Can I Interest You in a Used Car? DOE/EPA Release New Fuel Economy Tool For Used Cars

, director of Clean Vehicles | September 13, 2013, 11:38 am EDT
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If you’ve been following auto industry news of late, you already know that new car sales in the U.S. are hitting heights they haven’t seen in years. This is certainly good news for the auto companies and auto dealers – but it’s also good news for consumers, as more efficient vehicle choices roll into showrooms thanks to the ramping up of fuel economy standards over the last several years.

New car buyers not only have more choices, but also have better information on which to base their new car purchase decisions, thanks to improved fuel economy labels developed by the Environmental Protection Agency in 2011. So where does that leave someone looking to purchase a used car? Out of luck, when it comes to good information on how far that vehicle can go on a gallon of gas and what that might mean in terms of global warming emissions. That is, until yesterday.

Used car economy tool.

The DOE and the EPA just released a tool that helps evaluate the fuel economy of used vehicles.

The Department of Energy and the Environmental Protection Agency just announced the release of a new fuel economy tool for used vehicles. You can check it out at Consumers looking to purchase a used car, and auto dealers and individuals looking to sell, can use the tool to estimate the fuel economy and global warming emissions of any vehicle, based on the original EPA fuel economy estimate of that vehicle. The tool then generates a label with this information; the electronic version can be linked to online advertisements and a paper version can be printed and posted on a vehicle window. The tool is easy to use and it only takes about 30 seconds to get this important information – as I learned when I tried it out myself!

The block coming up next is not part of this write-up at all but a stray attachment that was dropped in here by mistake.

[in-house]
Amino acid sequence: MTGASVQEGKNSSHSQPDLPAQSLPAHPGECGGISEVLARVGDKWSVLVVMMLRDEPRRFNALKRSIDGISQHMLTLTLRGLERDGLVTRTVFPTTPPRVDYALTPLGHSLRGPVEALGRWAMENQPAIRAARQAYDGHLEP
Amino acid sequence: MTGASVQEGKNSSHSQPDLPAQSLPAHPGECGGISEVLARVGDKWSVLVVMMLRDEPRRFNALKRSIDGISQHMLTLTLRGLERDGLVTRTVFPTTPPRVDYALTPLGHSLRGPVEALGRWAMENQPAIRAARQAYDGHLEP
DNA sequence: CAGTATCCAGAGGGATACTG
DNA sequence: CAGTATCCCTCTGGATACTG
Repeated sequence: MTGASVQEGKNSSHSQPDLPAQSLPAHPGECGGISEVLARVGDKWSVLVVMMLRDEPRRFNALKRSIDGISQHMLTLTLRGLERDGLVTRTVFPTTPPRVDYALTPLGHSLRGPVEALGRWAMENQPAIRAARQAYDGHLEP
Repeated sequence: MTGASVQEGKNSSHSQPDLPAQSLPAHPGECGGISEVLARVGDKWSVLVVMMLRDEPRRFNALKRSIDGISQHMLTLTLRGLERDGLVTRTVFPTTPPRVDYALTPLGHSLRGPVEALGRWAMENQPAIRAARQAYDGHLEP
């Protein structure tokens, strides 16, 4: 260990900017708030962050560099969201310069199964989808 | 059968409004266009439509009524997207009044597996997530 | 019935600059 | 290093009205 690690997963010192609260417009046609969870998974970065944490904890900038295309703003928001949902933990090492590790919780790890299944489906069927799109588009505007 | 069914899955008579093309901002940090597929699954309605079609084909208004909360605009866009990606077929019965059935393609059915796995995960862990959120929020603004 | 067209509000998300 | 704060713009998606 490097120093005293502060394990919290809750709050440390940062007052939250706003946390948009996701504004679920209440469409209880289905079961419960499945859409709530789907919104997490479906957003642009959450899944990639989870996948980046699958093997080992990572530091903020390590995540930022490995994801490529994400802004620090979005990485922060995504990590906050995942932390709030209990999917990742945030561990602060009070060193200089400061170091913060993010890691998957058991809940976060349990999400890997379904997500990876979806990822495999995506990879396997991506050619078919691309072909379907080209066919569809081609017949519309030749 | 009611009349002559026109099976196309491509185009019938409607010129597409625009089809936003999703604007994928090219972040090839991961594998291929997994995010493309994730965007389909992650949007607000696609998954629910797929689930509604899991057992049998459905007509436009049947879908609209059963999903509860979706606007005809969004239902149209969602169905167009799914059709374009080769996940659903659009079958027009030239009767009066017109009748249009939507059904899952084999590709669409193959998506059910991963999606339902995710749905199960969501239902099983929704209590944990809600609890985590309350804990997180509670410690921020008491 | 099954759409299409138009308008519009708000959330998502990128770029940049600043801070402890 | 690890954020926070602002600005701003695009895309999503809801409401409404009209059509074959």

This new tool will help consumers find a used car that can save them money at the pump, reduce their oil use, and their global warming pollution – really a classic win-win-win situation. According to the Consumer Federation of America, some 75% of car buyers in the market choose used vehicles. With so many potential customers, the real question is whether these new labels will actually be put to use by used car dealers. As fuel economy standards increase over the next several years, so too will the value of accessible information about the fuel economy performance of vehicles in both the new and used car markets. But consumers can’t benefit from information they don’t know exists. Auto dealers have a great new tool in their toolbox – let’s hope they use it.

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  • Michelle –

    The fuel economy labels implemented in the 2013 model year removed extremely valuable information that existed in previous model years. Specifically, the good folks in Washington took away the city and highway ranges that were printed in tiny type underneath the big bold numbers. Why the EPA would do this is anyone’s guess. Why wouldn’t they want consumers to see that their mileage will always vary (YMMV!) depending on driving conditions and style?

    I wrote this up a year ago, when I first discovered it ( ), but these facts have been ignored by the media and lobbies, alike.

    It should come as no surprise that these “new” used car labels fail to provide the detailed range information that was present on the original window stickers. The label tool is VERY cool, but it should provide the FULL information that was printed on the original Monroney labels.

    Over the past five years, I’ve proven that many vehicles can exceed the big bold numbers when driven conscientiously. In some instances, the can do so by a considerable amount.

    We should encourage folks to save fuel. Not discourage it.

    In addition, the UCS should take note of the opportunities that exist to increase the fuel efficiency of older vehicles through ‘mindful maintenance’ and inexpensive aftermarket modifications. Low rolling resistance tires, synthetic fluids, and OBDII driver feedback devices are at the core of my current research (a.k.a. “Ain’t Fuelin'”).

    What if we could improve the fuel efficiency of 50% of the older vehicles on American road by a modest 10%?

    All the Best,
    Daniel Gray